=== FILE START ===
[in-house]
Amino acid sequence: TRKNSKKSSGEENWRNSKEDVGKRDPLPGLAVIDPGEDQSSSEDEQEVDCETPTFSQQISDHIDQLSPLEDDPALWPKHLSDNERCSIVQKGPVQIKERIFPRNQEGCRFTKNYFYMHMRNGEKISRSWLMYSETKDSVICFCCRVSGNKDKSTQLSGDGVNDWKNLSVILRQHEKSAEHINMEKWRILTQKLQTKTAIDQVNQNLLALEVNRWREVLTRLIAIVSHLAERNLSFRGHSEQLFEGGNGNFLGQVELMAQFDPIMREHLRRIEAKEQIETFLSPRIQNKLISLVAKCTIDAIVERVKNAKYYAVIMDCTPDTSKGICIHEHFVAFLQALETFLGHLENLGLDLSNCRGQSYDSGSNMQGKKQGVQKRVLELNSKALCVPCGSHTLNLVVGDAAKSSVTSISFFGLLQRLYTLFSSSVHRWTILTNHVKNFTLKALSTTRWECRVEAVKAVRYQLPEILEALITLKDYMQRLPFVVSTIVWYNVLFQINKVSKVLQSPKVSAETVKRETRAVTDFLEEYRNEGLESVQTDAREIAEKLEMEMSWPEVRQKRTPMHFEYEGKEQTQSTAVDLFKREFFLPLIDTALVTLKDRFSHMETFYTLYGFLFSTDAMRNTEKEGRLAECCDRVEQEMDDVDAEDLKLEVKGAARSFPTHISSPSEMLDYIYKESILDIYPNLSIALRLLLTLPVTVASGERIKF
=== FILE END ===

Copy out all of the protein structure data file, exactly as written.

[in-house]
Amino acid sequence: TRKNSKKSSGEENWRNSKEDVGKRDPLPGLAVIDPGEDQSSSEDEQEVDCETPTFSQQISDHIDQLSPLEDDPALWPKHLSDNERCSIVQKGPVQIKERIFPRNQEGCRFTKNYFYMHMRNGEKISRSWLMYSETKDSVICFCCRVSGNKDKSTQLSGDGVNDWKNLSVILRQHEKSAEHINMEKWRILTQKLQTKTAIDQVNQNLLALEVNRWREVLTRLIAIVSHLAERNLSFRGHSEQLFEGGNGNFLGQVELMAQFDPIMREHLRRIEAKEQIETFLSPRIQNKLISLVAKCTIDAIVERVKNAKYYAVIMDCTPDTSKGICIHEHFVAFLQALETFLGHLENLGLDLSNCRGQSYDSGSNMQGKKQGVQKRVLELNSKALCVPCGSHTLNLVVGDAAKSSVTSISFFGLLQRLYTLFSSSVHRWTILTNHVKNFTLKALSTTRWECRVEAVKAVRYQLPEILEALITLKDYMQRLPFVVSTIVWYNVLFQINKVSKVLQSPKVSAETVKRETRAVTDFLEEYRNEGLESVQTDAREIAEKLEMEMSWPEVRQKRTPMHFEYEGKEQTQSTAVDLFKREFFLPLIDTALVTLKDRFSHMETFYTLYGFLFSTDAMRNTEKEGRLAECCDRVEQEMDDVDAEDLKLEVKGAARSFPTHISSPSEMLDYIYKESILDIYPNLSIALRLLLTLPVTVASGERIKF